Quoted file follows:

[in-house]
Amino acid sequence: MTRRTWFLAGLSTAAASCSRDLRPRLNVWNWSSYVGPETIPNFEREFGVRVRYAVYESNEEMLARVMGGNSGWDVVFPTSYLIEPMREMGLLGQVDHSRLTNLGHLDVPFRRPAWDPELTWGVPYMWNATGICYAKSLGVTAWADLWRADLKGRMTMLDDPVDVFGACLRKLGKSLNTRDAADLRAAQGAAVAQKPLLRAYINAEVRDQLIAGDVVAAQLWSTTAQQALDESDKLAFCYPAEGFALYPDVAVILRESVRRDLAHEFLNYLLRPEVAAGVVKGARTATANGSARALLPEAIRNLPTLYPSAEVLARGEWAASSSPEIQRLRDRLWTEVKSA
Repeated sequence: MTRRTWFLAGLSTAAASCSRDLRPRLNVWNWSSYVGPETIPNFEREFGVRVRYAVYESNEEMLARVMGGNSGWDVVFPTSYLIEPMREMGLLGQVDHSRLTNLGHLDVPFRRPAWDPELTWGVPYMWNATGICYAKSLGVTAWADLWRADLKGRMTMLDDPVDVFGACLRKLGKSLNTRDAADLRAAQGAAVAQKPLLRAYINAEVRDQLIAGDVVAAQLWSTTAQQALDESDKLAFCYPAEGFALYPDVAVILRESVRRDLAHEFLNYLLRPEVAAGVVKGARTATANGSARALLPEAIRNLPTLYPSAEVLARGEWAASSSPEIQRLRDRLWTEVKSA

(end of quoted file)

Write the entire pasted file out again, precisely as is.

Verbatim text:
[in-house]
Amino acid sequence: MTRRTWFLAGLSTAAASCSRDLRPRLNVWNWSSYVGPETIPNFEREFGVRVRYAVYESNEEMLARVMGGNSGWDVVFPTSYLIEPMREMGLLGQVDHSRLTNLGHLDVPFRRPAWDPELTWGVPYMWNATGICYAKSLGVTAWADLWRADLKGRMTMLDDPVDVFGACLRKLGKSLNTRDAADLRAAQGAAVAQKPLLRAYINAEVRDQLIAGDVVAAQLWSTTAQQALDESDKLAFCYPAEGFALYPDVAVILRESVRRDLAHEFLNYLLRPEVAAGVVKGARTATANGSARALLPEAIRNLPTLYPSAEVLARGEWAASSSPEIQRLRDRLWTEVKSA
Repeated sequence: MTRRTWFLAGLSTAAASCSRDLRPRLNVWNWSSYVGPETIPNFEREFGVRVRYAVYESNEEMLARVMGGNSGWDVVFPTSYLIEPMREMGLLGQVDHSRLTNLGHLDVPFRRPAWDPELTWGVPYMWNATGICYAKSLGVTAWADLWRADLKGRMTMLDDPVDVFGACLRKLGKSLNTRDAADLRAAQGAAVAQKPLLRAYINAEVRDQLIAGDVVAAQLWSTTAQQALDESDKLAFCYPAEGFALYPDVAVILRESVRRDLAHEFLNYLLRPEVAAGVVKGARTATANGSARALLPEAIRNLPTLYPSAEVLARGEWAASSSPEIQRLRDRLWTEVKSA